Did someone just try to PHISH Me?
I want to start with a personal story. Last week, I received this very realistic (and Sneaky) email from who I thought on Initial inspection was American Express.
I saw the AMEX logo, A gold card that kind of looked quite similar to my card (although on second thought my card was platinum).
The message: someone from China had attempted to use my account!
How terrible! I need to take action Now!—that was my initial thoughts (and I’m sure I wouldn’t have been alone!).
Even the wording seemed somewhat plausible for AMEX to send. But the details weren’t quite right. And the scary part is that THE DETAILS ARE REALLY EASY TO OVERLOOK when you’re emotionally reacting to a possible heck into your credit card, a bank account, or any other login! I was reacting emotionally to the email and wanted immediate actions taken to ensure everything would go back to normal.
But as the irrational emotions started waning and my IT head started to come back to life, I asked myself, is this for real?
Here or the gritty details that are WRONG with this AMEX email:
- Email address—while the American express is indeed listed, notice that it is NOT quite right. On a quick glance, my eyes overlooked that the address was from firstname.lastname@example.org, NOT americanexpress.com. A sender address is probably the easiest way to ID whether someone is trying to trick you. More often than not, scammers are tricky, but not impeccably so. URLs are likely to be slightly different than the real address. If you see any suspicious activity in the sender address, don’t trust the message!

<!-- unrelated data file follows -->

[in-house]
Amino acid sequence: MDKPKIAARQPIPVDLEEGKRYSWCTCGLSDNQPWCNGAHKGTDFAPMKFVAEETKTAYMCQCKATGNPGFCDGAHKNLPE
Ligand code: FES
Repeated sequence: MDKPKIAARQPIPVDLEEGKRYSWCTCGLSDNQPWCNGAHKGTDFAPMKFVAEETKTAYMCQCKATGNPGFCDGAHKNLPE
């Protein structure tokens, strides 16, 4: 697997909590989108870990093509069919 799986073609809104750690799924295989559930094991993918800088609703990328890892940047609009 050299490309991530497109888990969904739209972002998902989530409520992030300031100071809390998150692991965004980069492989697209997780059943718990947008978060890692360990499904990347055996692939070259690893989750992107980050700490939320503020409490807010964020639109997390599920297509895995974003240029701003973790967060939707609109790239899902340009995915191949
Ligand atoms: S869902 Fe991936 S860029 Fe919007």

- Dear Card Member—normally, companies address you personally in some way. They use email blast services that send more personalized messages. Having an email that simply address Customer or User is a little bit suspicious.
- Account numbers—typically, businesses will mention a user name, but account numbers aren’t always used, especially in the header of the message.
- Links within emails—should NEVER be clicked to sign into your account. I’d prefer you not click on email links when you aren’t expecting mail when it’s coming from a bank, credit card, or other businesses with which you hold accounts. Rather, log into your account from entering the URL to the business in your browser. You never know where you’ll be taken when you click on a link! It may be a landing page similar to your bank’s—where someone is stealing your credentials. OR it might take you to an infected website that is trying to spread Cryptowall onto your computer.
Bottom Line: Better to be safe than sorry. Remember to take a deep breath and critically evaluate URGENT emails before acting. And when you decide to act, don’t click on links or take actions suggested by the email without first calling a published number to verify the email was legitimate.
If you have ANY questions about security or you need a SMART firewall to prevent phishing attacks and hacks from penetrating your business, Contact Ben today to learn what you can do to avoid scams!